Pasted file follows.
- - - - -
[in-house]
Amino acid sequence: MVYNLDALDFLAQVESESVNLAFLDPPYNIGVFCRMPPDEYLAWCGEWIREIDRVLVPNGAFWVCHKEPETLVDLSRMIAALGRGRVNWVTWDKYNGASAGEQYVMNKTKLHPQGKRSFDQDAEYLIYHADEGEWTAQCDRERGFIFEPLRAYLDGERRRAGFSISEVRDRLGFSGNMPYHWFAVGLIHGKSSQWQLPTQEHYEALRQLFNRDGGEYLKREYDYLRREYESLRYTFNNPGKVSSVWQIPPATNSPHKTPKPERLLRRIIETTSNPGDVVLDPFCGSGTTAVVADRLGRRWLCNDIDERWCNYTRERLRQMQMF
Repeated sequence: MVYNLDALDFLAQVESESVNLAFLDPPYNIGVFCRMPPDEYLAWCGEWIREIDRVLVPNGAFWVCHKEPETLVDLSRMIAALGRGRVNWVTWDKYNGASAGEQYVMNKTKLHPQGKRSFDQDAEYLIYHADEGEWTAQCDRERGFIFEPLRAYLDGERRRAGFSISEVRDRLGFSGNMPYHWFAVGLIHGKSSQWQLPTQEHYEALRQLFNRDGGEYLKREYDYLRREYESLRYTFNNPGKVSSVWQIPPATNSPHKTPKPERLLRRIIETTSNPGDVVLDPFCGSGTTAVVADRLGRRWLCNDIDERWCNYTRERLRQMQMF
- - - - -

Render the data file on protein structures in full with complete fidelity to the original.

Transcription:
[in-house]
Amino acid sequence: MVYNLDALDFLAQVESESVNLAFLDPPYNIGVFCRMPPDEYLAWCGEWIREIDRVLVPNGAFWVCHKEPETLVDLSRMIAALGRGRVNWVTWDKYNGASAGEQYVMNKTKLHPQGKRSFDQDAEYLIYHADEGEWTAQCDRERGFIFEPLRAYLDGERRRAGFSISEVRDRLGFSGNMPYHWFAVGLIHGKSSQWQLPTQEHYEALRQLFNRDGGEYLKREYDYLRREYESLRYTFNNPGKVSSVWQIPPATNSPHKTPKPERLLRRIIETTSNPGDVVLDPFCGSGTTAVVADRLGRRWLCNDIDERWCNYTRERLRQMQMF
Repeated sequence: MVYNLDALDFLAQVESESVNLAFLDPPYNIGVFCRMPPDEYLAWCGEWIREIDRVLVPNGAFWVCHKEPETLVDLSRMIAALGRGRVNWVTWDKYNGASAGEQYVMNKTKLHPQGKRSFDQDAEYLIYHADEGEWTAQCDRERGFIFEPLRAYLDGERRRAGFSISEVRDRLGFSGNMPYHWFAVGLIHGKSSQWQLPTQEHYEALRQLFNRDGGEYLKREYDYLRREYESLRYTFNNPGKVSSVWQIPPATNSPHKTPKPERLLRRIIETTSNPGDVVLDPFCGSGTTAVVADRLGRRWLCNDIDERWCNYTRERLRQMQMF